This year I opened my hives at least two months earlier than last year. The fine, warm weather made this possible. But I was also impatient to see what was going on in the different colonies!
Five of the eight have brood but three don’t and I suspect these have no queen. All the others have brood on two or three frames.
In two of the queenless colonies I noticed pollen being brought in which makes me think that there may be a queen present. She may have just got off to a slow start this year!
This early March inspection allowed me to rearrange frames. Many of the brood frames were so full of ivy honey that the queen was running out of space to lay her eggs in.
It will be interesting to see if these early inspections (I have now done two) make any material difference to the development of the colonies. I know it will also be difficult to determine precisely which factors actually help or hinder development.
I am assembling frames and will soon put in the wax. I am excited to see how the polystyrene Langstroth hives do – deciding to keep them has meant I have now got three types of hive which is against all the expert advice! But then I enjoy experimenting! It is clear to me that the polystyrene hives are way ahead of the wooden ones. I am told that there is a bigger problem with disease in these hives.
Any hive where the bees have died should be treated carefully. The
inside of the hive and the top and bottom bars of the frames should be scraped clean of brace comb and any inferior combs cut out of their frames and stored in a sealed container, to avoid the attention of wax moths, until they can be rendered into blocks of wax. I dispose of my inferior brood combs by burning. Thus getting rid of disease spores. Very little wax is obtained from old brood combs in any case.
A stack of hive parts together with serviceable combs, should be made in the open air and fumigated using absorbent pads, placed between each box and soaked with 80% glacial acetic acid. The stack should be closed off and left for a week, then dismantled and the boxes aired in a bee-proof shed and left until required later in the season.
Fumigation should be carried out using goggles, face-mask and rubber gloves because acetic acid is corrosive to flesh, metalwork and concrete. If the brood chamber is some years old it will probably have tinplate frame runners. These can be smeared with Vaseline to reduce the effects of corrosion.
If some of the colonies are building up too quickly or if you wish to increase your number of stocks or reduce the incidence of swarming you may want to split a strong colony.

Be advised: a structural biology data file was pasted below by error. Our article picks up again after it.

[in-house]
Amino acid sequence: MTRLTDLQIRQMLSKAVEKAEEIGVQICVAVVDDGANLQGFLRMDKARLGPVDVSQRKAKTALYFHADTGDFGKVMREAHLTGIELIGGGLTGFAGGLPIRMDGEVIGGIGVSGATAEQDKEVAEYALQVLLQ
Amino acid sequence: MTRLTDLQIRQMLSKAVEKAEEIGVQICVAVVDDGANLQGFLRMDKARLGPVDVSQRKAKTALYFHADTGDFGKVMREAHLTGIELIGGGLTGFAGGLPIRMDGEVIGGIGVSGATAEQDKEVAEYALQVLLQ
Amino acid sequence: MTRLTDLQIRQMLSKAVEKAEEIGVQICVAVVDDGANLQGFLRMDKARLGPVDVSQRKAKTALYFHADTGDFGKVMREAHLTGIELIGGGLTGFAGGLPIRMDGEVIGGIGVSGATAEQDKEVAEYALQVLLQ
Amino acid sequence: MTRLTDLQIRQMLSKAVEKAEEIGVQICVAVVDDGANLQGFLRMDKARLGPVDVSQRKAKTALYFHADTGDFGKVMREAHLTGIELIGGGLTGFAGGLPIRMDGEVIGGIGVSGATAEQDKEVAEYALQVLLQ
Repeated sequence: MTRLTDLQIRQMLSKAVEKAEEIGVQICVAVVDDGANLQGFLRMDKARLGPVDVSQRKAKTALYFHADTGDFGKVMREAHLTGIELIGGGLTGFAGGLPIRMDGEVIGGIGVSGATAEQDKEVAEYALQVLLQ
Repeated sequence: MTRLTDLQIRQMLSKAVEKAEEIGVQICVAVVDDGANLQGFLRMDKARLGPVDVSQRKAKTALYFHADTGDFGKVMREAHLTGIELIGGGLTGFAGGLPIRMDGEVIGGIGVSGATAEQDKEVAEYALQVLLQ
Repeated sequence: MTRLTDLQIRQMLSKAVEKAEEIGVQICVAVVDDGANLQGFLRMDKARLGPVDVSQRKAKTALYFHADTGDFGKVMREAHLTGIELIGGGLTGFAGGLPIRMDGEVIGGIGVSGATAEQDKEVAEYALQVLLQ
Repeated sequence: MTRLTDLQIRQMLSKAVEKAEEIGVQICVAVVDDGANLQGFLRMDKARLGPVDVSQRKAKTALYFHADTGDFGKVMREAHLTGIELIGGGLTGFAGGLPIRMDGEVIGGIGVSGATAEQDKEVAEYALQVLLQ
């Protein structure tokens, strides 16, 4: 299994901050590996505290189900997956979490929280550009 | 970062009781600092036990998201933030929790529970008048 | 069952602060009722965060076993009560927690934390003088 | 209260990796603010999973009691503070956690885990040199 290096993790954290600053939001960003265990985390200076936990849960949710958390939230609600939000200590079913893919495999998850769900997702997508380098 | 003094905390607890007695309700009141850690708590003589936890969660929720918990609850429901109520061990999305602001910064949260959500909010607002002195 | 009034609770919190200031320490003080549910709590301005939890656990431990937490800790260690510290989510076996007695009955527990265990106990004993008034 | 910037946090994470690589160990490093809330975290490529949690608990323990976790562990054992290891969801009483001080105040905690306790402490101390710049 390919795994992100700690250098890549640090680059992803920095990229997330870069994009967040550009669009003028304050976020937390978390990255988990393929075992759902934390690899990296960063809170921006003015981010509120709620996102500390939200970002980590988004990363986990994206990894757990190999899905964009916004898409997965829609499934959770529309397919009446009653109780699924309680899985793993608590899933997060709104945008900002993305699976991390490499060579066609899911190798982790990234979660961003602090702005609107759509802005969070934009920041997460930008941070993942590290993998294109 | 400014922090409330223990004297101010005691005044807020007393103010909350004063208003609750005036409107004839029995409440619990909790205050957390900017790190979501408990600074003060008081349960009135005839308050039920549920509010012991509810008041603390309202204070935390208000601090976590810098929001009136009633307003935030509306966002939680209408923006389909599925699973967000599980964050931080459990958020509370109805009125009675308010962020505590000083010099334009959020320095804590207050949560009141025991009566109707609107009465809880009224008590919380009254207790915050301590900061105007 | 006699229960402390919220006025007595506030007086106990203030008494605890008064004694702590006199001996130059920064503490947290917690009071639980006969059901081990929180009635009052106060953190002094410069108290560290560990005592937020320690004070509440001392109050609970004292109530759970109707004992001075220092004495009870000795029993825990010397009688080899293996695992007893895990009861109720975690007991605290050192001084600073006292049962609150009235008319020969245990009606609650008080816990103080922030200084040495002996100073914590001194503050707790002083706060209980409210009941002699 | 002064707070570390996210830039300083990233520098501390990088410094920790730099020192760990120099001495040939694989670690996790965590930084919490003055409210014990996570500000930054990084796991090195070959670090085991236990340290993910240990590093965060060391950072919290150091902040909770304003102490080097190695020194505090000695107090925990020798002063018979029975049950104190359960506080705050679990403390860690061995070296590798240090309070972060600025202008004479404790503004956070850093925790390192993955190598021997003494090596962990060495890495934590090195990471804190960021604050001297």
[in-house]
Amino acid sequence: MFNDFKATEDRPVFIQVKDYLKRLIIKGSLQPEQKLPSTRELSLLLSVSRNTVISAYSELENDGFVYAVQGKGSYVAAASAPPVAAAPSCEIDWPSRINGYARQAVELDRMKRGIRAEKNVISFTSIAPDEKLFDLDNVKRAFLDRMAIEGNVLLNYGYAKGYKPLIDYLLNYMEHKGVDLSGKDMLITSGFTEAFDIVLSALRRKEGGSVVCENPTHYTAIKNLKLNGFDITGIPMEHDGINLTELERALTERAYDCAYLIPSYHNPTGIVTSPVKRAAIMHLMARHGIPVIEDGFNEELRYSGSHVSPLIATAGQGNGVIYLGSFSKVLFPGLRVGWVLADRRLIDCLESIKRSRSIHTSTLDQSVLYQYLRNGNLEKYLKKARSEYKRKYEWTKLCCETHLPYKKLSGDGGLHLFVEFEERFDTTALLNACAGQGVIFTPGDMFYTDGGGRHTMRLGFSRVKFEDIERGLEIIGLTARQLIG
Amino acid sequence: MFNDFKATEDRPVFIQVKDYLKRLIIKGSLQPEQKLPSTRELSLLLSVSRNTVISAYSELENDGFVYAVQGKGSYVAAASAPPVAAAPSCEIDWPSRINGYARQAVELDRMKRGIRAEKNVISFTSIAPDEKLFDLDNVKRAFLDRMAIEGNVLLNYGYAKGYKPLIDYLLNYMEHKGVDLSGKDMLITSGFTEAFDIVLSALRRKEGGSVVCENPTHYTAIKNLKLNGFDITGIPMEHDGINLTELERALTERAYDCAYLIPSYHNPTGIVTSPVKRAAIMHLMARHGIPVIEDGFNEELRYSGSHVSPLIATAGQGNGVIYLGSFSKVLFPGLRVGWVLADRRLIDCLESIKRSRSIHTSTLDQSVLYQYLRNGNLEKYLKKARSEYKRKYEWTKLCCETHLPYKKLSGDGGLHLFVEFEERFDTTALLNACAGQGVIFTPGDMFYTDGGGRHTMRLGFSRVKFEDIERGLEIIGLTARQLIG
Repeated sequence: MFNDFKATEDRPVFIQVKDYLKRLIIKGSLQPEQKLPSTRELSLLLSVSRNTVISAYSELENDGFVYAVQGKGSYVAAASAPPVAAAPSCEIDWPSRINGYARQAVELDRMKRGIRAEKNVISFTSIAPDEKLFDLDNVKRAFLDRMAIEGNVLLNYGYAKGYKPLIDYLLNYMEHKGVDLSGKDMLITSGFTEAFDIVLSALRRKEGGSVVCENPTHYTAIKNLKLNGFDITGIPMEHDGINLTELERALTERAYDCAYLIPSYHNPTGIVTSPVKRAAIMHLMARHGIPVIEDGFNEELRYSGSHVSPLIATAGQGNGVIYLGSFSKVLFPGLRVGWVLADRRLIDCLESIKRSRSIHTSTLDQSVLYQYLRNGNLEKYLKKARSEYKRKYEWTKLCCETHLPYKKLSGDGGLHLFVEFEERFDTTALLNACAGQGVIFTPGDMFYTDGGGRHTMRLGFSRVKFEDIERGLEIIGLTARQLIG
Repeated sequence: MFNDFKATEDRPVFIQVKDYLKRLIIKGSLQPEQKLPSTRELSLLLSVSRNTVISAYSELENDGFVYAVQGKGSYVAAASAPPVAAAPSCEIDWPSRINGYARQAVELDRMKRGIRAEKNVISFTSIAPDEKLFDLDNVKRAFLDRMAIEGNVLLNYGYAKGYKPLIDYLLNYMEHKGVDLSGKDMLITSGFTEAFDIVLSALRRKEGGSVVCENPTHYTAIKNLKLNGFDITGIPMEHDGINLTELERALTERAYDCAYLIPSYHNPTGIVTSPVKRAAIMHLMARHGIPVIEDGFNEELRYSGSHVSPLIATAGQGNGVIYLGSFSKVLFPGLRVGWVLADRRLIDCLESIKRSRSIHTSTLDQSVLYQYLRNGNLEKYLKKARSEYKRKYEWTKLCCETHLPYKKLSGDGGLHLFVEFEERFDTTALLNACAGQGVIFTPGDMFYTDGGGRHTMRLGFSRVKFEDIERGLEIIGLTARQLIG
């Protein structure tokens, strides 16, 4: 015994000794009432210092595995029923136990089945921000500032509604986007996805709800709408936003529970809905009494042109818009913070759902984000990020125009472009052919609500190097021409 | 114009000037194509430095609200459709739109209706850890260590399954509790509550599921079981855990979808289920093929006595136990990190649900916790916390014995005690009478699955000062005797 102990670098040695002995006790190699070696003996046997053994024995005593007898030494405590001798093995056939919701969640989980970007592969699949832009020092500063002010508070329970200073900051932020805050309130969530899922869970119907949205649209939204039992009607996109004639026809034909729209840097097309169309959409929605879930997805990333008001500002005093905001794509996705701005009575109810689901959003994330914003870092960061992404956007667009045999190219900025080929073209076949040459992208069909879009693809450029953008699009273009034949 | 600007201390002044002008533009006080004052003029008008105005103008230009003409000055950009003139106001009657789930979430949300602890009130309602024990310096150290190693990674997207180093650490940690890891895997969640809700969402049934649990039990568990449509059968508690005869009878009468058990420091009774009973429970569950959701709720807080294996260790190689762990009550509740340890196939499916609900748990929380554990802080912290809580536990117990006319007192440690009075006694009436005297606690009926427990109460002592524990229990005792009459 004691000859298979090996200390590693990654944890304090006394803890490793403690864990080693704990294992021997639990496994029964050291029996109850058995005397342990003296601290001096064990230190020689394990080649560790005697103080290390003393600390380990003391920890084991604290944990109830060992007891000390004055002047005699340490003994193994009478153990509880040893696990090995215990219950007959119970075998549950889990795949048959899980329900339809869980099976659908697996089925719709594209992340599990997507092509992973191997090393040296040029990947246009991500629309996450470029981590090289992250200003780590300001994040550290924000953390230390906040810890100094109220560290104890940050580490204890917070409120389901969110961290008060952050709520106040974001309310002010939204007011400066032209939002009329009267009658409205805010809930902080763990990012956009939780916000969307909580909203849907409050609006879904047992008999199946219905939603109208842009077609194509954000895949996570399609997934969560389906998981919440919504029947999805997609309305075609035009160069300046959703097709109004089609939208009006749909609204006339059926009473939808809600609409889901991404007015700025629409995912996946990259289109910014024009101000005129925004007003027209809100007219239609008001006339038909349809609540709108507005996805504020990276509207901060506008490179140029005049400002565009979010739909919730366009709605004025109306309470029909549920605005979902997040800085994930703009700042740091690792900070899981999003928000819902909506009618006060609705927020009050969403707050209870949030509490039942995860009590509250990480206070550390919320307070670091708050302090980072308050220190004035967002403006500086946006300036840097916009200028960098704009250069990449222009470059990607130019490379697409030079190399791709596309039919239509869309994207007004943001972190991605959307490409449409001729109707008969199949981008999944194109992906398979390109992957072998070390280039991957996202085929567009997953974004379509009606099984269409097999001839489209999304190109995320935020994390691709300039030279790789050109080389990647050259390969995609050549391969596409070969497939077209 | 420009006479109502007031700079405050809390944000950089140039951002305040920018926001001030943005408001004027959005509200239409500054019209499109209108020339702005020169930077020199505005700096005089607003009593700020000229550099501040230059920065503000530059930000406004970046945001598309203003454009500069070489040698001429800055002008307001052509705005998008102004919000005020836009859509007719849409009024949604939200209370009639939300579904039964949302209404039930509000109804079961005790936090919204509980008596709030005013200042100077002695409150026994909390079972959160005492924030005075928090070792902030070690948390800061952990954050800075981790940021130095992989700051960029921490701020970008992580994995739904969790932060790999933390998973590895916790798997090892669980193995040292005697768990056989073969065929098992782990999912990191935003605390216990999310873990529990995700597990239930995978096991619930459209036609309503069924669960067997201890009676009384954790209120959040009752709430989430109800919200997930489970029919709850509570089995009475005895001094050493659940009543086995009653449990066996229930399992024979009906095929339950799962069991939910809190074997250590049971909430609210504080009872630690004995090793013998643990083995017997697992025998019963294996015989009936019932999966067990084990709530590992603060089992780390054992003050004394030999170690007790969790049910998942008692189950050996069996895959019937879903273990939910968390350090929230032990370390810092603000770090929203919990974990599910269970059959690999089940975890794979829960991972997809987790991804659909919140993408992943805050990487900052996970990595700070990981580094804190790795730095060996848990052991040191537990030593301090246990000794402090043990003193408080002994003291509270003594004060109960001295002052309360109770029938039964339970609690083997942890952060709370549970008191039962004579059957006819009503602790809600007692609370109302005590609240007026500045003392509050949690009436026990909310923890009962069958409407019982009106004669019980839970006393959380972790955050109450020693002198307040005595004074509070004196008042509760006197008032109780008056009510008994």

Normally you would do this in early May but in any case you have to wait until the evening temperature is warm enough so that the transferred brood will not become chilled. It can be a gamble with the weather! A well- populated hive can keep their brood warm on a cold night, but not a small split. And you need drones on the wing.
There are many variations in making splits.
A split means taking several frames of brood, bees and food sources taken from a strong hive, and placing them in an empty hive.
You can think of it as a controlled swarm, although a natural swarm has no brood or comb. When making a split, we add brood, nectar and pollen.
WHAT TO DO
From the hive to be split take out 4 or 5 frames of brood in various stages of development, together with the bees on those frames, and place them in an empty box. Add a frame or two of nectar and pollen from the strong hive. And, I feed my new split 1:1 syrup.
If you know that your transferred brood has eggs that are less than three days old, you do not have to add a queen as the split hive will raise their own from the fertilized eggs in the brood.
CHALLENGES IN MAKING SPLITS
With lots of hives in small areas, stronger hives have a tendency to rob small splits of their honey. If it is a problem simply move the split at least 2 miles away, keeping it there until it can become large enough to defend itself. Then you can bring it back and place it where you want.
Also, sometimes I fail to provide enough bees, especially nurse bees, to care for the amount of brood I have transferred into the new split. Therefore, it is helpful to shake frames of young bees into your split hive.
Another challenge may be that one of the hives may not raise their own queen. In this case, it is important to check within a few days to see if a queen cell is being formed. If not, you need to order a queen.
There is a stingless bee (Tetragonula carbonaria) in Australia which is generating a lot of interest.
Peter Clarke of the Ku-ring-gai Community Volunteer Program, when he heard about this bee decided to set up his own hive of stingless bees.
Since then, Mr Clarke has headed a program within the council to provide local households with a hive each.
It is hardly surprising that people are interested in them; besides having no sting they are hard working, thrifty and well organised. They tick a lot of boxes!
The council has been overwhelmed with the programs response, with 250 hives in new homes already with a waiting list of about 150 people as well,” Mr Clarke said.
Good luck to them. I wonder when and if we will ever get to use these stingless bees!